Egypt thought murdered Italian student was British spy, says report
Egyptian police believed murdered Italian student Giulio Regeni was a British spy, a new report in the Italian media has revealed.
Regeni, a 28-year-old doctoral researcher at Britain's Cambridge University, disappeared in Cairo in January 2016 and his body was later discovered in February by the Cairo-Alexandria highway.
His body showed extensive marks of torture and the Egyptian security services have been suspected in the killing due to Regeni's research into trade union organising.
In a new account of the killing, La Repubblica newspaper quoted a witness who overheard an Egyptian intelligence agent speaking about "the Italian guy".
The conversation about the tumultuous situation in Egypt in Arabic took place at a police convention in an unnamed African country in 2017 and was related to Italian prosecutors who have now asked Egyptian authorities for more information.
The Italian foreign ministry tweeted on Sunday that it "supports the Rome prosecutor's request for information, in the strong hope that it contributes to the path of justice for Giulio Regeni".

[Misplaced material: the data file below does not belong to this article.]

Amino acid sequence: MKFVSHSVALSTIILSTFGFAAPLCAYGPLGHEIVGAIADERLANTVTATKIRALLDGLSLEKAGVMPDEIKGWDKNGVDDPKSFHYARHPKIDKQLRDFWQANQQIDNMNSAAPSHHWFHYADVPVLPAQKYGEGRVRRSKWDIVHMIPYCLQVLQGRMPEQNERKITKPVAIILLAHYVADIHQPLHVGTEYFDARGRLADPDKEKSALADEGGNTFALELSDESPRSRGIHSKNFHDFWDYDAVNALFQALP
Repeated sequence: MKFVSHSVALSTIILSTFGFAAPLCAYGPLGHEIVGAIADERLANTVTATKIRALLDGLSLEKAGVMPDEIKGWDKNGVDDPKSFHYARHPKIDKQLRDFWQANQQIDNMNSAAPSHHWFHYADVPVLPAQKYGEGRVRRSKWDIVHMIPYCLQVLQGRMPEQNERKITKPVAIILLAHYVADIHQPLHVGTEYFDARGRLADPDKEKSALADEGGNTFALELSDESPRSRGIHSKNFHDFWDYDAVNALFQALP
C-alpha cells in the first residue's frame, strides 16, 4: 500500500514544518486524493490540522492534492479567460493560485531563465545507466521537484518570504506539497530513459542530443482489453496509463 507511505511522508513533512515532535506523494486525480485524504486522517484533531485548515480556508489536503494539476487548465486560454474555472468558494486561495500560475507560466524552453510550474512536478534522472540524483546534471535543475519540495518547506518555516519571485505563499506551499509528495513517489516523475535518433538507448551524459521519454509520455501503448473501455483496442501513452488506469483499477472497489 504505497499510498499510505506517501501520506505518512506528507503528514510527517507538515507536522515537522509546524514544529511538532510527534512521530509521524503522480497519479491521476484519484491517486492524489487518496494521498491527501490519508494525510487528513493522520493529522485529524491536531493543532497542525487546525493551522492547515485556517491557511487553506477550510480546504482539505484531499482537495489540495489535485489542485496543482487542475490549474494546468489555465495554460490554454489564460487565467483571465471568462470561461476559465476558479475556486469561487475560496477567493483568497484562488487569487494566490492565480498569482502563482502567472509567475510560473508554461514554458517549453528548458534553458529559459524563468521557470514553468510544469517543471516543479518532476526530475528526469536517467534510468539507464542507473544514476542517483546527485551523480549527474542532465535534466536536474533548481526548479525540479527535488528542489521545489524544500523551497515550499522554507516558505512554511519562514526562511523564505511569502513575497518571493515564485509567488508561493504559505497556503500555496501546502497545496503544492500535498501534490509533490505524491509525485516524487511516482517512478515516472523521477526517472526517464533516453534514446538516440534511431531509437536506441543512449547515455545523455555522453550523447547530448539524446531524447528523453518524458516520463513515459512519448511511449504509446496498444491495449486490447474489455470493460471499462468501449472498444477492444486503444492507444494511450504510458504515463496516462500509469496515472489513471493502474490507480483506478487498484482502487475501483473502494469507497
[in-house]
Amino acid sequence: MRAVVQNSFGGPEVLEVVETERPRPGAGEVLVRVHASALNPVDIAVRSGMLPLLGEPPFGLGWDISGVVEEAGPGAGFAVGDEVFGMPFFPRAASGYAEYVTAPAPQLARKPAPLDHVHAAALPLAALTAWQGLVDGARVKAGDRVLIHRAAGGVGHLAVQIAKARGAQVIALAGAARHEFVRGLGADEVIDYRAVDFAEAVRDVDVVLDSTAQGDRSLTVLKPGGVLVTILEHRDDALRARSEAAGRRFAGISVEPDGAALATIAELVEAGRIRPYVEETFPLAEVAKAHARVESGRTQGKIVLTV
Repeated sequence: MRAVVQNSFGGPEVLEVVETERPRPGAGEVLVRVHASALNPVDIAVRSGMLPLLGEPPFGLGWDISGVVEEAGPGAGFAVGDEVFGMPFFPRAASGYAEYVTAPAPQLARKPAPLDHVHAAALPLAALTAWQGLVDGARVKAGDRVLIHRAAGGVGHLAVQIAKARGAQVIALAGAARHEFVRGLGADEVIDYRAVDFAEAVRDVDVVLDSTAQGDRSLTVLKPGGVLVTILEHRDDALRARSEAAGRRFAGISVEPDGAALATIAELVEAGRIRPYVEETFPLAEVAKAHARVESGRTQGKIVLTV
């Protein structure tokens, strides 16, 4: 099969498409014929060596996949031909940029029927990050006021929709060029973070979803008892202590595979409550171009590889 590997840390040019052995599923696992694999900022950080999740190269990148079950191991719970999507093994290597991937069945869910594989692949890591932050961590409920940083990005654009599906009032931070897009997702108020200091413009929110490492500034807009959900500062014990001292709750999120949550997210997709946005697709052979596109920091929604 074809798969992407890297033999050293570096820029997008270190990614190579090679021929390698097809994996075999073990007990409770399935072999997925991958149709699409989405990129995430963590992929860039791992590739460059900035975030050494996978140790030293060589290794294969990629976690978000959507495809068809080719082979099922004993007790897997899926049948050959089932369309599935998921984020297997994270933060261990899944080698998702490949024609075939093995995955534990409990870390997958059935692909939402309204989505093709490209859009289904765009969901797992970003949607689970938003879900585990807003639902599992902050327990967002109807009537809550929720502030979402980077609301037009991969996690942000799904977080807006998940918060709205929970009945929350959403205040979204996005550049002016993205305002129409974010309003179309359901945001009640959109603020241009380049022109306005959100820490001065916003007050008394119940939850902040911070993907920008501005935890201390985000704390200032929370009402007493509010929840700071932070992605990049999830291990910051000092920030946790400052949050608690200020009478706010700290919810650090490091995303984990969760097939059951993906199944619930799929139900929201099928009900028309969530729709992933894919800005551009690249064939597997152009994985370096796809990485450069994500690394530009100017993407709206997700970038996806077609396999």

The unnamed eavesdropper learned the Egyptian's name when he exchanged business cards with a colleague, La Repubblica said.
He was one of five agents Italian prosecutors said in December last year they were investigating for involvement in the murder of Regeni, who disappeared on his way to a Cairo metro station on 25 January.
We thought he was an English spy, we picked him up, I went and after putting him in the car we had to beat him
- Intelligence agent
"We thought he was an English spy, we picked him up, I went and after putting him in the car we had to beat him. I myself hit him several times in the face," the intelligence agent said, according to the Correre della Sera newspaper.
Italian prosecutors believe the new testimony is credible and have sent it along with other details to Egyptian prosecutors, requesting in particular the agent's whereabouts at the time of the overheard conversation in the summer of 2017.
Egypt has always denied suggestions that its security services were involved in the death of Regeni, who was researching trade unions, a sensitive subject in Egypt.
Frustrated at the slow pace of the probe, Italy withdrew its ambassador to Egypt in April 2016, but sent a new envoy to Cairo the following year.
Egyptian authorities initially suggested that Regeni died in a traffic accident, but later said he was killed by a criminal gang that was subsequently wiped out in a shootout with police.